Robert Taylor, A.K.A "Robot Terror", accidentally became a Social Media professional from 2008 to 2011 while at Rackspace. He has since returned to his customer service roots and lives in Seattle, WA, which, appropriately enough, is home of the Cloud. Since Adland has been watching how brands engage in social media, with Kidsleepy listing the heroes and scoundrels of superstorm Sandy, and me discussing dark social in Adweek, we thought we'd talk to the people who have been the brands in social media.
Once upon a time, a little red TV wondered aloud Dear Lee Clows beard... did any birds build a nest in you?...
I hate wrens.
Take this Lollipop, the creepy stalker thing, was seen by over 120 million people and had almost 14 million Facebook likes. It received Best in Show at SXSW, 4 AICP Next Awards, Webby Award, Clio, Art Directors Club and most recently it won a Daytime Emmy Award. Now they want to kickstart the sequel.
So I asked Jason Zada director of Lollipop; With the wild success of Take this lollipop one - why do you need to kickstart a second one?
Did you hear about that copywriter who is attempting to get his foot in the advertising door by using the oldest of old media, telegrams? For one thing, I had no idea that one could still telegram. Where do you send them off from? Are they hand delivered to the agency by a guy in a neat uniform and hat like in the old movies? I've never even seen a telegram, you've piqued my curiosity for retro-tech, tell me more Zack Filler the telegramming copywriter.
Zack: "There is a website called telegramstop.com and they will send the telegrams to any address you like. All over the world. They get delivered to the agency, barring any complication in the mail room. I've never seen a real one either. "
Everyone knows about that dude Tom Waits. Gravelly voiced, make your heart break in a million pieces singer songwriter artist with hobo beatnik persona.
You know what else he is? He’s smart enough to know that Tom Waits is also a guy with integrity, who knows the the thing he offers to the world--his talent--is unique, and shouldn’t be copied or stolen by anybody. And he’s willing to keep suing every time it happens to maintain that integrity.
A funny thing happened on the internet last week. On Sunday, an NPR’s “All Songs Considered” intern named Emily White wrote an intriguing post called I never owned any music to begin with. Miss White is 20 years old and missed the milestone when we changed how we acquire music. In the post, she speaks of having 11,000 songs, despite only having purchased 15 cds.
In the short post two things jumped out at me.
“…I honestly don’t think my peers and I will ever pay for albums. I do think we will pay for convenience.”
Today we bring you Part Seven of the ongoing Official AdLand Advertising Tutorial. This time, we thought we'd share some helpful (and not so helpful) advice on creating The Case Study.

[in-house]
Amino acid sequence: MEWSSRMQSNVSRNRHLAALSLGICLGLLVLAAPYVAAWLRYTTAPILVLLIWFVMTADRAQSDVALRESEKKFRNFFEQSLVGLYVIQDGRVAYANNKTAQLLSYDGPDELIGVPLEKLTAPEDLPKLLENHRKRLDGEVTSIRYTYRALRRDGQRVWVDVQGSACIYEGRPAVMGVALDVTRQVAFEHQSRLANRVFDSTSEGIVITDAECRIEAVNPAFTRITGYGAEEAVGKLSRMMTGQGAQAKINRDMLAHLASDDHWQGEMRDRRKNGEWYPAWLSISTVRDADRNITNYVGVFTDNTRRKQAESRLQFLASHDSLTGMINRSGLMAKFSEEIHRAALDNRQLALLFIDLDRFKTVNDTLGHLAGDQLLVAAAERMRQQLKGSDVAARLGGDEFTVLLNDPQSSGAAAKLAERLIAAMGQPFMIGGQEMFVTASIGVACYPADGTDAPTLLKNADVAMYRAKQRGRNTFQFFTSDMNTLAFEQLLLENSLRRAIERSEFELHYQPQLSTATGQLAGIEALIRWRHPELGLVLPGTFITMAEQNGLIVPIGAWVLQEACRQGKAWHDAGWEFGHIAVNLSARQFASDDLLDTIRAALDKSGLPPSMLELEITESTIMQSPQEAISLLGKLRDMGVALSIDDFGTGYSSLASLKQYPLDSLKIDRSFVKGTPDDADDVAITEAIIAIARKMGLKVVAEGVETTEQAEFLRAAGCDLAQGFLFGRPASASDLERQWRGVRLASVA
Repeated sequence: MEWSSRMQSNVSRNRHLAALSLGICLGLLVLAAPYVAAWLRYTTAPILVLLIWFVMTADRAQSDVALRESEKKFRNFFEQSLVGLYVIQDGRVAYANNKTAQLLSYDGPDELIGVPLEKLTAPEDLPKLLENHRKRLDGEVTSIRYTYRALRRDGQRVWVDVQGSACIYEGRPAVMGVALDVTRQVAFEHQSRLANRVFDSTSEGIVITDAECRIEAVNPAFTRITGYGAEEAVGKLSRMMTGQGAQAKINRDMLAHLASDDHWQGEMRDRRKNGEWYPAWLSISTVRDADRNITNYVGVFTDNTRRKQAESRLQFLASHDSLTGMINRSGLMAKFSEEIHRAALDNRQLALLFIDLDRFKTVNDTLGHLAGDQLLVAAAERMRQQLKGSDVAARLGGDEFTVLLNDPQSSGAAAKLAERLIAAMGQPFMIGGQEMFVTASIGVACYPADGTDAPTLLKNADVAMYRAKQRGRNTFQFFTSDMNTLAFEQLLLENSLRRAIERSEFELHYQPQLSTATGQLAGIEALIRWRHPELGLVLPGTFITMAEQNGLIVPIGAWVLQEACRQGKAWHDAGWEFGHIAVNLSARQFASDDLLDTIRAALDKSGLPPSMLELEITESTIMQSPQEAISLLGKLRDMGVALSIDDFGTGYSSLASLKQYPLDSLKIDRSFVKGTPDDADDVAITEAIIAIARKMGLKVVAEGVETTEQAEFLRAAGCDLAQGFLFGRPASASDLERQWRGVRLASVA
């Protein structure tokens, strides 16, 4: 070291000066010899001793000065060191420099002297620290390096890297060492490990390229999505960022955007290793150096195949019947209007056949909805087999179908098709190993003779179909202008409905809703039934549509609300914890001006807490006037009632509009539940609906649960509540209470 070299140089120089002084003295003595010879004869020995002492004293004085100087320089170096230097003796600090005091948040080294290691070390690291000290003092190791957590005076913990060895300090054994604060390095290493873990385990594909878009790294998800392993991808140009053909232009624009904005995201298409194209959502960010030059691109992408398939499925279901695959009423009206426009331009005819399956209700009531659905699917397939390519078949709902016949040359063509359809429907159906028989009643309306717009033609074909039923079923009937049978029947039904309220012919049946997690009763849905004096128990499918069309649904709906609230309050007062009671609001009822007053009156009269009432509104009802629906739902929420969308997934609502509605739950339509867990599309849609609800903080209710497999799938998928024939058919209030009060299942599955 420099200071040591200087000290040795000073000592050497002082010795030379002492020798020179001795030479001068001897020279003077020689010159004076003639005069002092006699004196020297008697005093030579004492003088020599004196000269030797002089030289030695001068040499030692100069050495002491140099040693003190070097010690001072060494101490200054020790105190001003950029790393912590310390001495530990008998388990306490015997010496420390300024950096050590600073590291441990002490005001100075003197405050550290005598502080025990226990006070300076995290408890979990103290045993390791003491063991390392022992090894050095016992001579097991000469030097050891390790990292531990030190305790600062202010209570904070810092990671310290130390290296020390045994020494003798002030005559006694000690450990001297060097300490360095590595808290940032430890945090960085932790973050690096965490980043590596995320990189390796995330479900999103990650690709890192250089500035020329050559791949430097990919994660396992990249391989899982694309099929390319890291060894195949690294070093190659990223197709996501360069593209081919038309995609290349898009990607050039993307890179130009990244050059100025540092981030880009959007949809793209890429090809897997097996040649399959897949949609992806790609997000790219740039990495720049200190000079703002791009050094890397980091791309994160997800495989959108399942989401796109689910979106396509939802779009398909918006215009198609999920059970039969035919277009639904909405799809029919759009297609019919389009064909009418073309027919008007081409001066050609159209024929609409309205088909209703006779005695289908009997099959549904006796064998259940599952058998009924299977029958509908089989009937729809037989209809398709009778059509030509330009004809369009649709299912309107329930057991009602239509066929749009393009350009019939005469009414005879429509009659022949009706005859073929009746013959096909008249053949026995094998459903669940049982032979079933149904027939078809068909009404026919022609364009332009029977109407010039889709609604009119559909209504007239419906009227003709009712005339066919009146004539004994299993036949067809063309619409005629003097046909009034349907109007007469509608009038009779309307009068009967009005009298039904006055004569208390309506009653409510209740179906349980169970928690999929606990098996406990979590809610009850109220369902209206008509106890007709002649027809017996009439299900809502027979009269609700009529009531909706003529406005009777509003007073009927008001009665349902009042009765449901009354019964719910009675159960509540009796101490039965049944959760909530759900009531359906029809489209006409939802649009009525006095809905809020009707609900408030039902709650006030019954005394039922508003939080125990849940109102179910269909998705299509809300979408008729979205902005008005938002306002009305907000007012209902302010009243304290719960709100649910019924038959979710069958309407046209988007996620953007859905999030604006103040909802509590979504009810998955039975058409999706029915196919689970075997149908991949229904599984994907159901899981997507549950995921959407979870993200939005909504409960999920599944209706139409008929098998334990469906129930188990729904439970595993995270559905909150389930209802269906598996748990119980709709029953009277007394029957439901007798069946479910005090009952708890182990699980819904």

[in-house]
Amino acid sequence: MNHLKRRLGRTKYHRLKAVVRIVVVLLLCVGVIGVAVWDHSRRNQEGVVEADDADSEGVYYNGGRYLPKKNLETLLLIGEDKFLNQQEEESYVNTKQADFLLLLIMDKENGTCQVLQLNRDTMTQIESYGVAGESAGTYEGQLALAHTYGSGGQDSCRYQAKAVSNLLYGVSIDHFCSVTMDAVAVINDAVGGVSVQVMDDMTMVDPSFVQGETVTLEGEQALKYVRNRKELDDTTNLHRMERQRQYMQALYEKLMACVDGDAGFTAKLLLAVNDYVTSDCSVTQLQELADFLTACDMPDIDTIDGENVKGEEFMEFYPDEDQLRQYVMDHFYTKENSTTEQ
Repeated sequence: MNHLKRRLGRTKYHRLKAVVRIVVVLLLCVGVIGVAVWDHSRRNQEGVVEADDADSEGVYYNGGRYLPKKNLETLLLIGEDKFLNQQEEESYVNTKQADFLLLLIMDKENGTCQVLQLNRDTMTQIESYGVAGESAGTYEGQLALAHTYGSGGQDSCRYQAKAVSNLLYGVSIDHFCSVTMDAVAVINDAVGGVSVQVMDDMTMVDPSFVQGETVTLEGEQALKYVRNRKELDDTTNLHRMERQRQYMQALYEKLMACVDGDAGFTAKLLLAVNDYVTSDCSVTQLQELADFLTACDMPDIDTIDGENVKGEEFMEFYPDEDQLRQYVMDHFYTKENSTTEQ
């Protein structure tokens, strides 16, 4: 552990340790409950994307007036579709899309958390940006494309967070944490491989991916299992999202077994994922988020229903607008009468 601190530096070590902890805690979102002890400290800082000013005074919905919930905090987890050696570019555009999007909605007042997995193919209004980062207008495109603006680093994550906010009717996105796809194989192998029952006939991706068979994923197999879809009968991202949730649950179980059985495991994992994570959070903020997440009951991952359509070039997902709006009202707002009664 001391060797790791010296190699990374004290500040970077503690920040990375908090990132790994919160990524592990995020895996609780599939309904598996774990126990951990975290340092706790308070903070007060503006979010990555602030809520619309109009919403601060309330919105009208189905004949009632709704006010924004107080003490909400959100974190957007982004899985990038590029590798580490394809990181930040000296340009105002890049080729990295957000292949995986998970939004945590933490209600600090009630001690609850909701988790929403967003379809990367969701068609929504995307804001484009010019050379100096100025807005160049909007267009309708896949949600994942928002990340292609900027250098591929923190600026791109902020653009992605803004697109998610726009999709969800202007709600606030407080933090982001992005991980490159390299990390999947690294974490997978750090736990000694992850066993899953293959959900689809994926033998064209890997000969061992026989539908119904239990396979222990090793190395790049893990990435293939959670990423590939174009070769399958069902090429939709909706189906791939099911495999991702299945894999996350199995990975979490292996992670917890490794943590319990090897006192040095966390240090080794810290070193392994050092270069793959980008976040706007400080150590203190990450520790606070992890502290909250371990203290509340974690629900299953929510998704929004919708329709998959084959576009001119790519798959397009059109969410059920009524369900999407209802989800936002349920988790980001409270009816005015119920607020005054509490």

Chapter One: Sincere advice for those unfamiliar with sarcasm.
- The longer the better. Five minutes is your minimum amount. Think of it as a logo: The bigger, the better.
There is no word quite as versitile as the Australian "mate". Down under they can use it to mean almost anything, for example mate number eight means "Liar" and mate number three means "this is actually seriously bad news and I have nothing else to say". My personal favorite is mate number eighteen, as I've used it a lot.
BMF Melbourne is bringing back a famous Australian advertising icon: SOLO Man. Gone for over 20 years, the new campaign is a take on SOLO's history and shows how the Australian legend began.
"Our aim was to reinstate SOLO as the best reward for a big thirsty effort, and we felt there's no better man to deliver this message than SOLO Man. He's demonstrated SOLO's thirst crushing powers to generations of Aussie men, so we're really excited to see this campaign introduce a new chapter in his history." sad Meg Terrill, SOLO Brand Manager.
In todays Ad Chat we get to pick the brains of Fernanda Romano, the self-described geek and all-round creative who has been Creative Director at JWT, Global Creative Director Digital and Experiential at Euro RSCG, and even spotted in Madrid as Global Creative Director at Lola Lowe. Starting her ad career in Brazil she's been bouncing around the world ever since, and she did us the solid of replying to questions while on a flight somewhere above a large body of water. Dedication. She has it. You can track her down by following her twitter at @fefaromano
What's your favorite funny story about yourself?
When I got into university, as it's customary in Brasil, I had to go asking for money in the streets to buy the senior students booze (yes, we do that).
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- The article is pointing out
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- Funny thing about websites,
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- That was really dumb
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- Subtle, guys. t(-_-t)
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- No idea mate, a bit of a
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- Me neither. But you know.
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- So spending a little dosh on